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Charles James "CJ" Wilson


Posted By: Joanne Breen (email)
Date: 4/25/2023 at 12:59:23

Col. Wilson Rites Held on Sunday
Death Occurs Friday After An Extended Illness

Services marked by simplicity were held Sunday afternoon at 2:30 in the Methodist church for Col C. J. Wilson, who died after an extended illness.
The services were in charge of Dr. B. F. Schwartz of the Methodist church, assisted by Dr. F. W. Eastwood of the Presbyterian church. Burial was in Woodlawn cemetery.

The body which was taken to the L. A. Jones funeral home, was removed to the Wilson's home Saturday.

Military Men Coming

Although it was not a military service, several prominent officers of the Iowa National Guard attended. Adjutant General Charles H Grabl was here as a personal representative of the Governor Clyde Herring of whose staff Colonel Wilson was a member.

He had been a member of the staff of every Iowa governor since 1909.

Included among those who were here besides General Grabl was General Matt Tinley of Council Bluffs, Col George F Everest of Council Bluffs, Col. Glen C Haynes of Fort Madison, and Gen Ray Yenter, Col Max O’Brien, Lt Col. James E Thomas, Gen Lloyd B Ross and Gen Guy Logan, all of Des Moines.

Born in Washington

Charles James Wilson was born in the home now known as the Mount home on South Iowa Ave on November 11, 1850. It was then the home of his uncle, Jonathan Wilson. His own father and mother Michael Wilson and Catherine Ann Hood Wilson lived southeast of town and it was here he spent the first twenty years of his life.

“C J” Wilson, as he was always known grew up here attending the law school, at the State University of Iowa where he was graduated in 1875. Before he was graduated from the law school he married Clara Conger, daughter of Jonathan Clark Conger and Jane Sloan Conger on Dec 23, 1872. Mrs. Wilson died March 24, 1910 in Washington, Iowa.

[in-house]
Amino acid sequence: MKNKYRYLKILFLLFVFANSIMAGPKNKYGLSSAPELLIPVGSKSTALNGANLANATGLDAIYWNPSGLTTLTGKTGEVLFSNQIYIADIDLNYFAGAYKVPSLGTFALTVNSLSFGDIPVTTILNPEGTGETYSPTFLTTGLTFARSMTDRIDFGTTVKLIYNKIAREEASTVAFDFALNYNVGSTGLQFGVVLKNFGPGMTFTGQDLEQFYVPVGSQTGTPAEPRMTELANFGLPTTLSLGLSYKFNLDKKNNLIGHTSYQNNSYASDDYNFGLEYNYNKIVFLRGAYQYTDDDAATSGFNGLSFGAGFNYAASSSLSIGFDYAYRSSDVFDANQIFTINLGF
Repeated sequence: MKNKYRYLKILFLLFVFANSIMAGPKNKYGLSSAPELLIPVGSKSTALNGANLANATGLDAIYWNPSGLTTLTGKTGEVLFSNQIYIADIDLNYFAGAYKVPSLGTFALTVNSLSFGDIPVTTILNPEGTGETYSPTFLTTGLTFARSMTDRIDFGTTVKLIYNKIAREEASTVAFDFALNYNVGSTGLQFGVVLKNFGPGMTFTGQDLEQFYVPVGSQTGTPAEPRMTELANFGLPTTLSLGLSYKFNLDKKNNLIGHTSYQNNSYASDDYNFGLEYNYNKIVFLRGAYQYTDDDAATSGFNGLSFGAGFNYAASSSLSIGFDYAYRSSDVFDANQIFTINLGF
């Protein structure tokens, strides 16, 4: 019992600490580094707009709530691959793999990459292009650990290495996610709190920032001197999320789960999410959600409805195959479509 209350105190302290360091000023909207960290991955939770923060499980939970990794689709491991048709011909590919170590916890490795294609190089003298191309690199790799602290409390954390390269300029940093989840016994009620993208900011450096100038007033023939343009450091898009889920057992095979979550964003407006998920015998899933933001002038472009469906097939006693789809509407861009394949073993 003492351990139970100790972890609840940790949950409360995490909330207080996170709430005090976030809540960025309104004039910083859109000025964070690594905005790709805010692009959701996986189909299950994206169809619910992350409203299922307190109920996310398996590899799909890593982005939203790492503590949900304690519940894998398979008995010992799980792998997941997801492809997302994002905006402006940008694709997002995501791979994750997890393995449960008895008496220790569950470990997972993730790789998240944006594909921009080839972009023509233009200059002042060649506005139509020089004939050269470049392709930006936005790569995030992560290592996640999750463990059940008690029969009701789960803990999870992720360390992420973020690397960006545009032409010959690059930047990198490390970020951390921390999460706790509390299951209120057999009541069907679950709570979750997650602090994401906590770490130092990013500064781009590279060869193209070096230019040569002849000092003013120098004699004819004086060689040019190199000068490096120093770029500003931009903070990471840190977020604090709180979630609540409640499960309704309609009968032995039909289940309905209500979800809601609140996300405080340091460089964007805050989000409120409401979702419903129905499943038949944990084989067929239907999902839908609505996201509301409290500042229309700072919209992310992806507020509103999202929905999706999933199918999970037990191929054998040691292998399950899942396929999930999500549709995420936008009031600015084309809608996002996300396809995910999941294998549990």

Studied Law Here

Before attending the University, Mr. Wilson studied law in the McJunkin, Henderson and McJunkin law office here. After graduating he formed a partnership with Hon E. W. Stone and Capt. J. J. Kellogg. Stone retired from the firm in 1883, the law firm was known as Wilson and Kellogg. In 1887 this law firm was dissolved by mutual consent. Later years his son Carleton C Wilson became his law partner and the firm was known as Wilson and Wilson until the time of his death.

In 1877 Mr. Wilson was elected city solicitor and served one term being again elected in 1885. He was elected county attorney in 1886 and was re-elected to this position.

A Military Man

Col. C. J. Wilson was a military man having joined Company D Iowa National Guard in 1877 or 1878 in which he held various positions. He was too young to fight in the civil war and too old for the Spanish American, but Washington had no more patriotic citizen.

He was appointed a member of Gov. Cummins’s staff in 1909 and had served in that capacity until his death under republican and democratic governors. He tried to resign in 1923 because of age, but was not accepted.

Nobody knows the public affairs more than he …..illegible, and he was a striking figure in his military uniform.

Unusual Museum

He had many hobbies and his remarkable museum is known all over the state. He loved the outdoors, flowers, birds, trees and he loved his fellow man. Children were a delight to him.

During his last sickness, his great grandson, child of Mr. and Mrs. Carleton Lytle was his special joy. He had a sense of humor which endeared him to everyone.

One sister, Mrs. Alice Shaver survives, and his four children, Mrs. Kathryn Wilson Smith of Richland, Iowa, Carleton C. Wilson, Mrs. Edith Wilson Lytle and Miss Helen Wilson of Washington. There are several grandchildren and one great grandson.

Washington Democrat Independent, April 16, 1936


Washington Obituaries maintained by Joanne L. Breen.
WebBBS 4.33 Genealogy Modification Package by WebJourneymen

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